While the world typically refers to a white cream cheese sauce as an Alfredo sauce, there is one key difference here. PECORINO ROMANO CHEESE.
Long story short, a classic Alfredo sauce uses Parmesan cheese and once simmered and set, resulting in a gooey, thick and dense creamy white sauce (wow, that's a lot of adjectives. Here I am making my elementary school English teachers proud with that vocabulary...).
For today's sauce, the use of Pecorino will slightly richen the flavor and lessen the density of the sauce compared to that of the classic Alfredo.
2-3 Tablespoons Olive Oil
2 Tablespoons Unsalted Butter
5 cloves Garlic (minced)
7 cups White Wine (typically I use a Chablis or other dry wine)
3 cups Heavy Cream
2-3 cups Spinach (optional)
1 teaspoon Salt
2-3 dashes of Black Pepper
1 dash of Cayenne Pepper
1 cup Pecorino Romano Cheese (but have about 3 cups on hand)
2 Tablespoons All-Purpose Flour (sifted - optional)
~30 oz. of Pasta (works well with fresh ravioli or tortellini)
1. In a medium saucepan, sauté Olive Oil, Unsalted Butter and Garlic on a medium flame. Sauté the Garlic until it's a light brown and has released an aroma.
let's be Frank: The purpose here is to really release the flavor of the garlic. If you burn the garlic, it's best to start over.
2. Pour in the White Wine, raise the heat flame and stir until the wine begins to simmer and boil.
let's be Frank: Our goal here is to burn off some of the alcohol but retain the wine's flavor.
3. Pour in the Heavy Cream and lower back to a medium flame. Continue to stir and simmer the sauce for ~5 minutes.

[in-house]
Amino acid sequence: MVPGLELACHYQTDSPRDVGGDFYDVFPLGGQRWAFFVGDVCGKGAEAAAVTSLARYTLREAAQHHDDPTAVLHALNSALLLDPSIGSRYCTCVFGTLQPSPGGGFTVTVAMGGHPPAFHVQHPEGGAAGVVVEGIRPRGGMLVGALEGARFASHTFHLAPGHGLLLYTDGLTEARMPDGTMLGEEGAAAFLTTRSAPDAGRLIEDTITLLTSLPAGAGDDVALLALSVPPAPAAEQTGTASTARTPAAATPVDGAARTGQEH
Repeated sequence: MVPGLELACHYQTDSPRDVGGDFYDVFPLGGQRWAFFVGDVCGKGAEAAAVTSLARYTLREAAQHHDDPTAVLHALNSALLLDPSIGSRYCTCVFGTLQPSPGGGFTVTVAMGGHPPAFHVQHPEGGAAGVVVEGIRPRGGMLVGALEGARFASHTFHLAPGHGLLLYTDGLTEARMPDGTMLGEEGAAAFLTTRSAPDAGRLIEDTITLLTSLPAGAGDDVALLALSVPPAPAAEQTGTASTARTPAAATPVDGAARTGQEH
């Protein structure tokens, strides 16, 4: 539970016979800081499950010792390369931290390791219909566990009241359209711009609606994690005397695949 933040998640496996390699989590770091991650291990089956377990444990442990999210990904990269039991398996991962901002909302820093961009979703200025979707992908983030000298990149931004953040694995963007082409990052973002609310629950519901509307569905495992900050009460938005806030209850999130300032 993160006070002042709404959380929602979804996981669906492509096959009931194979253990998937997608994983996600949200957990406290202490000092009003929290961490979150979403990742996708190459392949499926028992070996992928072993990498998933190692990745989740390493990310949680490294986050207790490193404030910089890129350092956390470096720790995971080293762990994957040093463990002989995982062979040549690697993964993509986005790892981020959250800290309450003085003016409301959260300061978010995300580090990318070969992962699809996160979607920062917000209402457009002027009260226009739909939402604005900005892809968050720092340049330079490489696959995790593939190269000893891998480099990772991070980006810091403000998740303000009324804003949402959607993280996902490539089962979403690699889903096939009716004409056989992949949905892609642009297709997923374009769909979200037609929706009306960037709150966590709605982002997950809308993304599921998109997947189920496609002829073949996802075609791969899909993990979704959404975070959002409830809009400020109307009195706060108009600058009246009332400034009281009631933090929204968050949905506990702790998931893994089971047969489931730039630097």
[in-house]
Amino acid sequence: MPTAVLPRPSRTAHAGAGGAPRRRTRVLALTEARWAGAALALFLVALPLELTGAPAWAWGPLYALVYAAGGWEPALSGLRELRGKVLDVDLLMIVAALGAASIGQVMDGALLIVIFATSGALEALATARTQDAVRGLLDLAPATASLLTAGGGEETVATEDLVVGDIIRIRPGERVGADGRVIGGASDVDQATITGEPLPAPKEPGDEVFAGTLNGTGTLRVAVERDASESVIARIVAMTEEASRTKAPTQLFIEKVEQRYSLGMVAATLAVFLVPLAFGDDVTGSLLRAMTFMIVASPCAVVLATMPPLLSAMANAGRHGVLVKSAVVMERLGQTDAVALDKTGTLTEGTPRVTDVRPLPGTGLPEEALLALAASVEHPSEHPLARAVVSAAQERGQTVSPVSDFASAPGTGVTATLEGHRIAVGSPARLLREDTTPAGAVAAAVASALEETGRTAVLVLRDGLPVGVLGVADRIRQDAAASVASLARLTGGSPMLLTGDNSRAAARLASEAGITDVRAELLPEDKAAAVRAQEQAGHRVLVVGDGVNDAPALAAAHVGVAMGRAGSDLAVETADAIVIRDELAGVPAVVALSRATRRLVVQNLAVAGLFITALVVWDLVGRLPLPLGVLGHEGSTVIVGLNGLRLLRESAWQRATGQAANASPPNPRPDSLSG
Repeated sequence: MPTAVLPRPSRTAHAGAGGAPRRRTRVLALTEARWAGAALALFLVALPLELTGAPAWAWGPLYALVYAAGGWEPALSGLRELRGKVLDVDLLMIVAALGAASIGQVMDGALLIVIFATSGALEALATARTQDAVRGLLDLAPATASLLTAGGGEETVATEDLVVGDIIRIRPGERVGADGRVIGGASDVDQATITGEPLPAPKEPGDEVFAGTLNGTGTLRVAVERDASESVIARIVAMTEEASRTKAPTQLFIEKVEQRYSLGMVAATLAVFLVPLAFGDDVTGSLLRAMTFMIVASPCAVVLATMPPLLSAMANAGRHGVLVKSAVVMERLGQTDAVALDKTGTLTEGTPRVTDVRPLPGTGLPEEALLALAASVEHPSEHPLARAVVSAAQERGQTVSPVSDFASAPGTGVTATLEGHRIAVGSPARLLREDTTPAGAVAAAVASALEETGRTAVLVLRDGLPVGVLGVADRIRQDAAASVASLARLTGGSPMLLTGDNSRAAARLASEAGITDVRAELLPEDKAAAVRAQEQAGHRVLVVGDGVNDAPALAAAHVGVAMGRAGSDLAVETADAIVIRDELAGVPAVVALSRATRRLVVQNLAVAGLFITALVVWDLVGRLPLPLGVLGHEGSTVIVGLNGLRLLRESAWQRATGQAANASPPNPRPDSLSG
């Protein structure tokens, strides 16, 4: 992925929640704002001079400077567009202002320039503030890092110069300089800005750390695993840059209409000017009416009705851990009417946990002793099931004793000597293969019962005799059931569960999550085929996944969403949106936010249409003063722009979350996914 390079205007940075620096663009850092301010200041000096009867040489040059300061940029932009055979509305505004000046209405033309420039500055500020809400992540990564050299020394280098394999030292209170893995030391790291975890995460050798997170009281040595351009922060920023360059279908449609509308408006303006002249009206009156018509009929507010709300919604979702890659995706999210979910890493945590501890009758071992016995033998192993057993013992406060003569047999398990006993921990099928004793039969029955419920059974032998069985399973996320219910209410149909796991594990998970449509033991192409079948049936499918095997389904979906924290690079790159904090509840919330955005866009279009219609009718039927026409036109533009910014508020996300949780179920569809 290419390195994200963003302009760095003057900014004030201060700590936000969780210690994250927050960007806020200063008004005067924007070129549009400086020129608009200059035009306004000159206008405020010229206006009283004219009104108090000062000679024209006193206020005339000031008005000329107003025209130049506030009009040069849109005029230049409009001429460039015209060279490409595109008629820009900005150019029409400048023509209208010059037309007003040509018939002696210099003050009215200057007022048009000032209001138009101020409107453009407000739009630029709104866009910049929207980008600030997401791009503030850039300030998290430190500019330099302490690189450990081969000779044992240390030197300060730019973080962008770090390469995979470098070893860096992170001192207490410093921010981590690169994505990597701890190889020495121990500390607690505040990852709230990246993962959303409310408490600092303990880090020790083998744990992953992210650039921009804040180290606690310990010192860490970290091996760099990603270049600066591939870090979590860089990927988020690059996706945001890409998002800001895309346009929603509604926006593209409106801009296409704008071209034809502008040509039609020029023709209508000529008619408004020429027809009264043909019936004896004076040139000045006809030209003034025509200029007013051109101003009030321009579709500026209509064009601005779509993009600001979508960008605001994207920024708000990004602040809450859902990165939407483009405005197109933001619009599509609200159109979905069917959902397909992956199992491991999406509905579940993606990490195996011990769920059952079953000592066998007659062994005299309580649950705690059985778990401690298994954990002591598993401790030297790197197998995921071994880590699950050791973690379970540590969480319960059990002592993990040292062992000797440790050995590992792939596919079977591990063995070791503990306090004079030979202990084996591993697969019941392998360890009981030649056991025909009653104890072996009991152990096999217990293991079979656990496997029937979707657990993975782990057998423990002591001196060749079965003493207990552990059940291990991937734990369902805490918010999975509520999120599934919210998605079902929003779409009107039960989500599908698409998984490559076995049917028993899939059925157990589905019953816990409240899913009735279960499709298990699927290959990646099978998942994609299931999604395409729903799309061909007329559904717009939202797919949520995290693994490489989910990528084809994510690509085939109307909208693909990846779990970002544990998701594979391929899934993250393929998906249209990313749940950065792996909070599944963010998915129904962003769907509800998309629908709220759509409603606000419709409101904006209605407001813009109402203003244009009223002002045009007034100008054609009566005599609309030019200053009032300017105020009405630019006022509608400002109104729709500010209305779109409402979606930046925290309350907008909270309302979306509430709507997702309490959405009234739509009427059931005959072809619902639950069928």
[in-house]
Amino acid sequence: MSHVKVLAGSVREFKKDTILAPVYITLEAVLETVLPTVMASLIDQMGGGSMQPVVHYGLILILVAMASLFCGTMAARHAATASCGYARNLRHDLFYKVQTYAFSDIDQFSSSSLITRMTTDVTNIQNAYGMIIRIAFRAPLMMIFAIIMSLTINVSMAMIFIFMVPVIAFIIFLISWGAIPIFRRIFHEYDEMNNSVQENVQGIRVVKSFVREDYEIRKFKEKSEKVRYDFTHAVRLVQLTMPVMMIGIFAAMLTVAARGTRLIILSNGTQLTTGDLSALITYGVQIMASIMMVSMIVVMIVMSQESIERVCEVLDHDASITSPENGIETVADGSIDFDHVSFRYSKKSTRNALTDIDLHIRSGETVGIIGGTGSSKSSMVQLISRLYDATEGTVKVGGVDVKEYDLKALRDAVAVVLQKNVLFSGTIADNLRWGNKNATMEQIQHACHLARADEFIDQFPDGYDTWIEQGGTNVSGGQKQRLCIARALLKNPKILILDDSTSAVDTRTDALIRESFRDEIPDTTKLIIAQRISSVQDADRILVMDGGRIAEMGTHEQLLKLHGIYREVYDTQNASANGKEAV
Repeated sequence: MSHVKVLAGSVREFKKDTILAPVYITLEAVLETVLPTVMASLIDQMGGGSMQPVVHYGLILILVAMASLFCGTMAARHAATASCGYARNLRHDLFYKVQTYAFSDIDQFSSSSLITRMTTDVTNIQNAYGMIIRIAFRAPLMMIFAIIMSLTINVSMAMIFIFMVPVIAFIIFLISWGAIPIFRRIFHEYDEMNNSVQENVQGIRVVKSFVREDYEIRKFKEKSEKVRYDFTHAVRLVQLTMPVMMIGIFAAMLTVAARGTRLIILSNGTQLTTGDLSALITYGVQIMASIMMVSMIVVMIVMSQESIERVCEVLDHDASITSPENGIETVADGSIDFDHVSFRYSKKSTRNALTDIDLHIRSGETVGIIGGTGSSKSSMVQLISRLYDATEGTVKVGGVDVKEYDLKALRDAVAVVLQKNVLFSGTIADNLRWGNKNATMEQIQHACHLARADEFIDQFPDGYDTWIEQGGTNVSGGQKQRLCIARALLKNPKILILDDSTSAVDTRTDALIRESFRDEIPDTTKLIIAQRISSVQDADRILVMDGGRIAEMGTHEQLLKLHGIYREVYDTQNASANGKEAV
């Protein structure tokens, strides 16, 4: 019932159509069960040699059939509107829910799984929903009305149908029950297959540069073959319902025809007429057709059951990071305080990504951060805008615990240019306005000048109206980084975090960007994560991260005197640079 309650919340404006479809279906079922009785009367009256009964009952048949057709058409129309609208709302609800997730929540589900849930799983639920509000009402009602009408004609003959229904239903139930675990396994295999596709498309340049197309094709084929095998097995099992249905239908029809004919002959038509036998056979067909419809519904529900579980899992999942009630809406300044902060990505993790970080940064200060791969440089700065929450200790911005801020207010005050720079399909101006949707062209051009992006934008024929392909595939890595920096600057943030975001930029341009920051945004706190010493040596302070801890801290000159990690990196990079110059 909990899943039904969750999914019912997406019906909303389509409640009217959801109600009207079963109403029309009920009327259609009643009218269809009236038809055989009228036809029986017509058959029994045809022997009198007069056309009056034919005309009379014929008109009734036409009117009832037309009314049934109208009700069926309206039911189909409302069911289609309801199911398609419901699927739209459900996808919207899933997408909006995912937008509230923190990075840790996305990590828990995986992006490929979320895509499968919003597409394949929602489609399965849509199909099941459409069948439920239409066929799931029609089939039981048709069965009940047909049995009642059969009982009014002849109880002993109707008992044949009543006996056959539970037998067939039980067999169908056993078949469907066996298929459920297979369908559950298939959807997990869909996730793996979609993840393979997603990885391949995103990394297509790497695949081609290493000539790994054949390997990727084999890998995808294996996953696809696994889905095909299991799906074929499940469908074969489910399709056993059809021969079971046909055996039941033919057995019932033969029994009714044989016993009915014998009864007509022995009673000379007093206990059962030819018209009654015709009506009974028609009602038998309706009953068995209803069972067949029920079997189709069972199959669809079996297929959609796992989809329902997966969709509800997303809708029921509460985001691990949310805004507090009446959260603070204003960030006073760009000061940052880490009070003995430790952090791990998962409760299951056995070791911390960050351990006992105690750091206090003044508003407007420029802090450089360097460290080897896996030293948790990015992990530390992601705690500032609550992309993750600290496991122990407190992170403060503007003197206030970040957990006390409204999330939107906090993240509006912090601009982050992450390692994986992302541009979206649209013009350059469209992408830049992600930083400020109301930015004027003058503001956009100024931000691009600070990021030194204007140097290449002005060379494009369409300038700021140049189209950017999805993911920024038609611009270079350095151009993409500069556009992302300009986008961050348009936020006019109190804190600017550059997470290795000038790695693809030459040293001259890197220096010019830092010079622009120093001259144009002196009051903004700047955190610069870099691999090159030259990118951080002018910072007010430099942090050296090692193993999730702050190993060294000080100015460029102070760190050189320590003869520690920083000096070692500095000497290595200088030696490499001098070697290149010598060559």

4. Add in the Spinach, Salt, Black Pepper and Cayenne Pepper. Stir well.
let's be Frank: Why are we using such little salt? Simple. Pecorino Romano is a naturally salty cheese. The cheese (and its saltiness) is what will bring out the flavor.
let's be Frank: Like anytime spinach is cooked, it will shrink dramatically. Always overestimate if you love your greens!
Optional for a Thicker Sauce.
Add in the sifted All Purpose Flour and stir until incorporated. Just be cautious. Too much flour will lead to a powdery taste.
Another alternative is after Step 5 (below), simmer the sauce for 5-10 minutes longer. Then, remove from heat and let cool for five minutes before serving.
5. Add in the Pecorino Romano cheese, stir and taste (YES! You read that right! Actually taste it.). Keep the pot on the flame until you're satisfied with the taste.
let's be Frank: The directions list it as 1 cup. However, it's all about your palate. Especially depending on the type of wine used, you will likely need to add more cheese.
let's be Frank: DO NOT BE AFRAID. Instead of adding another cup right away, add tablespoons of cheese at a time to gradually adjust the flavor. The same method is true with result to the black and cayenne pepper (just don't add tablespoons of pepper 🤣).
6. Mix sauce with your choice of cooked pasta and enjoy!
Frankie's #1 Rule: Remember to ALWAYS add a healthy dash of salt to the water pot for your pasta. ALWAYS.